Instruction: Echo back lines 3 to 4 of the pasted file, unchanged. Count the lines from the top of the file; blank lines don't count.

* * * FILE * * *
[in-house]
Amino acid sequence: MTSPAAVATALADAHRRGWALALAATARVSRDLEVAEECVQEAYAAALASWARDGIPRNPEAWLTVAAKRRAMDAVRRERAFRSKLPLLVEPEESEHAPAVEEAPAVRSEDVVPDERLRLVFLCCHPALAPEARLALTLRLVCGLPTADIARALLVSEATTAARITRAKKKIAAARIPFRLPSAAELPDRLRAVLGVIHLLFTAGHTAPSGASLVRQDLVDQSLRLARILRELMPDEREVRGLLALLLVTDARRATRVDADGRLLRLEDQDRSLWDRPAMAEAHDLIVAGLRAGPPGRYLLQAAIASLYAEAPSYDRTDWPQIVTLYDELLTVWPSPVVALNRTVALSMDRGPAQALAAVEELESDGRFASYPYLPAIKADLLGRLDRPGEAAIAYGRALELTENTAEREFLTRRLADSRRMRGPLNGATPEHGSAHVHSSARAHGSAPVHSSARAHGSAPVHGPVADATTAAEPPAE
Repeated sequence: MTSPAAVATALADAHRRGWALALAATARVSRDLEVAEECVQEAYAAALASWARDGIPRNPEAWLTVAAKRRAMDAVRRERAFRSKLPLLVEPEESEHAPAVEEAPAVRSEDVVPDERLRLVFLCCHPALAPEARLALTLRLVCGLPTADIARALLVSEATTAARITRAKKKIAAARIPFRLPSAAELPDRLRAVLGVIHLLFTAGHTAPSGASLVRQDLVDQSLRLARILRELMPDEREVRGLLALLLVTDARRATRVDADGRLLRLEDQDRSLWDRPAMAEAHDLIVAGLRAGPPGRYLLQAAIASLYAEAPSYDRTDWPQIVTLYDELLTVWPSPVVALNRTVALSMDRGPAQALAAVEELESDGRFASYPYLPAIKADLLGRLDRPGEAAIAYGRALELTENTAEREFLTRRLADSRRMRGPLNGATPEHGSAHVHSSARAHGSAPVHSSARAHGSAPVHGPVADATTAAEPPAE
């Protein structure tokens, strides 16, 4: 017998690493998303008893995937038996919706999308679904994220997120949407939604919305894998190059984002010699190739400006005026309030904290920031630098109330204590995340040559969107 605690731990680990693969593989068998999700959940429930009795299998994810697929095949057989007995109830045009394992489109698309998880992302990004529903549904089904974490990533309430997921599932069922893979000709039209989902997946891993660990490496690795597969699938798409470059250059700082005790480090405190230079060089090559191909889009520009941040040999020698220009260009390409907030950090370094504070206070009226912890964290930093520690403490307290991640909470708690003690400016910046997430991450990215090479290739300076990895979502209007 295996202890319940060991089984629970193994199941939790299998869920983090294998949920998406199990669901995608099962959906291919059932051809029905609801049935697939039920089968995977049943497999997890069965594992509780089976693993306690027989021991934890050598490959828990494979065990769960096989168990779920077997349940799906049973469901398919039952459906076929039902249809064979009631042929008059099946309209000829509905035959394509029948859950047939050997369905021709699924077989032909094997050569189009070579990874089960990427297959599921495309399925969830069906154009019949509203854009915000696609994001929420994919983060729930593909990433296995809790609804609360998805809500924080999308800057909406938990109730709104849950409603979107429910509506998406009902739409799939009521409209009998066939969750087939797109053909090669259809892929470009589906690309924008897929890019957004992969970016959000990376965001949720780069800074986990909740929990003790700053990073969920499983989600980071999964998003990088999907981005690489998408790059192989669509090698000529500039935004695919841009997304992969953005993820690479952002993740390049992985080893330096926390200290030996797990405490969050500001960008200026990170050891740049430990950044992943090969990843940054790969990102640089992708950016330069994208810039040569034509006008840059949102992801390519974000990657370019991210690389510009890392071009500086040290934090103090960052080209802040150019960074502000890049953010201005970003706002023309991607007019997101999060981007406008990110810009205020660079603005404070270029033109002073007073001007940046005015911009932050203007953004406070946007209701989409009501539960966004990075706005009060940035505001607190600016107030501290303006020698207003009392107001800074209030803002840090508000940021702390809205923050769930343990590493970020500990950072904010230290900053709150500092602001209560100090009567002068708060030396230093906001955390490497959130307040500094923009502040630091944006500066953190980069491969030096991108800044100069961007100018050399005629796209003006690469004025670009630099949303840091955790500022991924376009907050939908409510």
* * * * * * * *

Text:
Repeated sequence: MTSPAAVATALADAHRRGWALALAATARVSRDLEVAEECVQEAYAAALASWARDGIPRNPEAWLTVAAKRRAMDAVRRERAFRSKLPLLVEPEESEHAPAVEEAPAVRSEDVVPDERLRLVFLCCHPALAPEARLALTLRLVCGLPTADIARALLVSEATTAARITRAKKKIAAARIPFRLPSAAELPDRLRAVLGVIHLLFTAGHTAPSGASLVRQDLVDQSLRLARILRELMPDEREVRGLLALLLVTDARRATRVDADGRLLRLEDQDRSLWDRPAMAEAHDLIVAGLRAGPPGRYLLQAAIASLYAEAPSYDRTDWPQIVTLYDELLTVWPSPVVALNRTVALSMDRGPAQALAAVEELESDGRFASYPYLPAIKADLLGRLDRPGEAAIAYGRALELTENTAEREFLTRRLADSRRMRGPLNGATPEHGSAHVHSSARAHGSAPVHSSARAHGSAPVHGPVADATTAAEPPAE
């Protein structure tokens, strides 16, 4: 017998690493998303008893995937038996919706999308679904994220997120949407939604919305894998190059984002010699190739400006005026309030904290920031630098109330204590995340040559969107 605690731990680990693969593989068998999700959940429930009795299998994810697929095949057989007995109830045009394992489109698309998880992302990004529903549904089904974490990533309430997921599932069922893979000709039209989902997946891993660990490496690795597969699938798409470059250059700082005790480090405190230079060089090559191909889009520009941040040999020698220009260009390409907030950090370094504070206070009226912890964290930093520690403490307290991640909470708690003690400016910046997430991450990215090479290739300076990895979502209007 295996202890319940060991089984629970193994199941939790299998869920983090294998949920998406199990669901995608099962959906291919059932051809029905609801049935697939039920089968995977049943497999997890069965594992509780089976693993306690027989021991934890050598490959828990494979065990769960096989168990779920077997349940799906049973469901398919039952459906076929039902249809064979009631042929008059099946309209000829509905035959394509029948859950047939050997369905021709699924077989032909094997050569189009070579990874089960990427297959599921495309399925969830069906154009019949509203854009915000696609994001929420994919983060729930593909990433296995809790609804609360998805809500924080999308800057909406938990109730709104849950409603979107429910509506998406009902739409799939009521409209009998066939969750087939797109053909090669259809892929470009589906690309924008897929890019957004992969970016959000990376965001949720780069800074986990909740929990003790700053990073969920499983989600980071999964998003990088999907981005690489998408790059192989669509090698000529500039935004695919841009997304992969953005993820690479952002993740390049992985080893330096926390200290030996797990405490969050500001960008200026990170050891740049430990950044992943090969990843940054790969990102640089992708950016330069994208810039040569034509006008840059949102992801390519974000990657370019991210690389510009890392071009500086040290934090103090960052080209802040150019960074502000890049953010201005970003706002023309991607007019997101999060981007406008990110810009205020660079603005404070270029033109002073007073001007940046005015911009932050203007953004406070946007209701989409009501539960966004990075706005009060940035505001607190600016107030501290303006020698207003009392107001800074209030803002840090508000940021702390809205923050769930343990590493970020500990950072904010230290900053709150500092602001209560100090009567002068708060030396230093906001955390490497959130307040500094923009502040630091944006500066953190980069491969030096991108800044100069961007100018050399005629796209003006690469004025670009630099949303840091955790500022991924376009907050939908409510």